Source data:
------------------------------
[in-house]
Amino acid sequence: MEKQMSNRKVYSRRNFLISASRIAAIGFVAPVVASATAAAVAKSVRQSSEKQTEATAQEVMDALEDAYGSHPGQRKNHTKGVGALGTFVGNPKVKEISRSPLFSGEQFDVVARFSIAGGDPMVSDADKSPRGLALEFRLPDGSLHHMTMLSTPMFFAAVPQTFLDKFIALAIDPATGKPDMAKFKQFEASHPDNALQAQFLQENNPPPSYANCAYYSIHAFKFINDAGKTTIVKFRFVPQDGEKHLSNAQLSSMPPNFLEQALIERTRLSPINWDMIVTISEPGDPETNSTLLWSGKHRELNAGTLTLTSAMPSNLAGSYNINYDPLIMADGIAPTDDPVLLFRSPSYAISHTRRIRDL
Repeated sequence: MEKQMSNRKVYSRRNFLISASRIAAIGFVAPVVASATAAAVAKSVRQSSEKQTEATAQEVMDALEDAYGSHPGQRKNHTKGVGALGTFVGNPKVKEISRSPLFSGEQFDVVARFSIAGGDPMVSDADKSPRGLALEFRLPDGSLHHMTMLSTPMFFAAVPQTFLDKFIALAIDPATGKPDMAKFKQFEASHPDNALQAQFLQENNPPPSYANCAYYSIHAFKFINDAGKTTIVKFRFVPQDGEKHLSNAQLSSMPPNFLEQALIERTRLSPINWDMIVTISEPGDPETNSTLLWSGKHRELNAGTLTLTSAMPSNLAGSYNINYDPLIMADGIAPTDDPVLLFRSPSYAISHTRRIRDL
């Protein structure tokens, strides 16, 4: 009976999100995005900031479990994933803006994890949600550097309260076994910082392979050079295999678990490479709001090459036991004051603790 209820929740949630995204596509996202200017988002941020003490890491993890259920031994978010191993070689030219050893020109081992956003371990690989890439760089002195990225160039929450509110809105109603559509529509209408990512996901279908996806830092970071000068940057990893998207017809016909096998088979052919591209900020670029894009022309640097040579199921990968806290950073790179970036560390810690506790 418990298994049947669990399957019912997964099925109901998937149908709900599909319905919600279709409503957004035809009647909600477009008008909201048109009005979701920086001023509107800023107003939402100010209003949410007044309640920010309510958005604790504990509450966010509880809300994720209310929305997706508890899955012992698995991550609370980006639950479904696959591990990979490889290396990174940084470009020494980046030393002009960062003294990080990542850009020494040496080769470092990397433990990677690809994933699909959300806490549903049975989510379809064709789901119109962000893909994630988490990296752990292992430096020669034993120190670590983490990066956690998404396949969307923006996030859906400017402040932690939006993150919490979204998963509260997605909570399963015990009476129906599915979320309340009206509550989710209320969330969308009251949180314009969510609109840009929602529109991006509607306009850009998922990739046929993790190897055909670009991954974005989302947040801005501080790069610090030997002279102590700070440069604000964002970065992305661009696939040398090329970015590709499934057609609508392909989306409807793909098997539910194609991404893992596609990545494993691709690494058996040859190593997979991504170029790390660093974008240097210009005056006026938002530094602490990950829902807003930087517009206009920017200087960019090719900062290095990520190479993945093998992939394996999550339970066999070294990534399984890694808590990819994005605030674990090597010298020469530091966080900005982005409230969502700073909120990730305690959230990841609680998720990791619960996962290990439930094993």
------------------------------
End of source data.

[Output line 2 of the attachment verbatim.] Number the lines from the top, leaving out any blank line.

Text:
Amino acid sequence: MEKQMSNRKVYSRRNFLISASRIAAIGFVAPVVASATAAAVAKSVRQSSEKQTEATAQEVMDALEDAYGSHPGQRKNHTKGVGALGTFVGNPKVKEISRSPLFSGEQFDVVARFSIAGGDPMVSDADKSPRGLALEFRLPDGSLHHMTMLSTPMFFAAVPQTFLDKFIALAIDPATGKPDMAKFKQFEASHPDNALQAQFLQENNPPPSYANCAYYSIHAFKFINDAGKTTIVKFRFVPQDGEKHLSNAQLSSMPPNFLEQALIERTRLSPINWDMIVTISEPGDPETNSTLLWSGKHRELNAGTLTLTSAMPSNLAGSYNINYDPLIMADGIAPTDDPVLLFRSPSYAISHTRRIRDL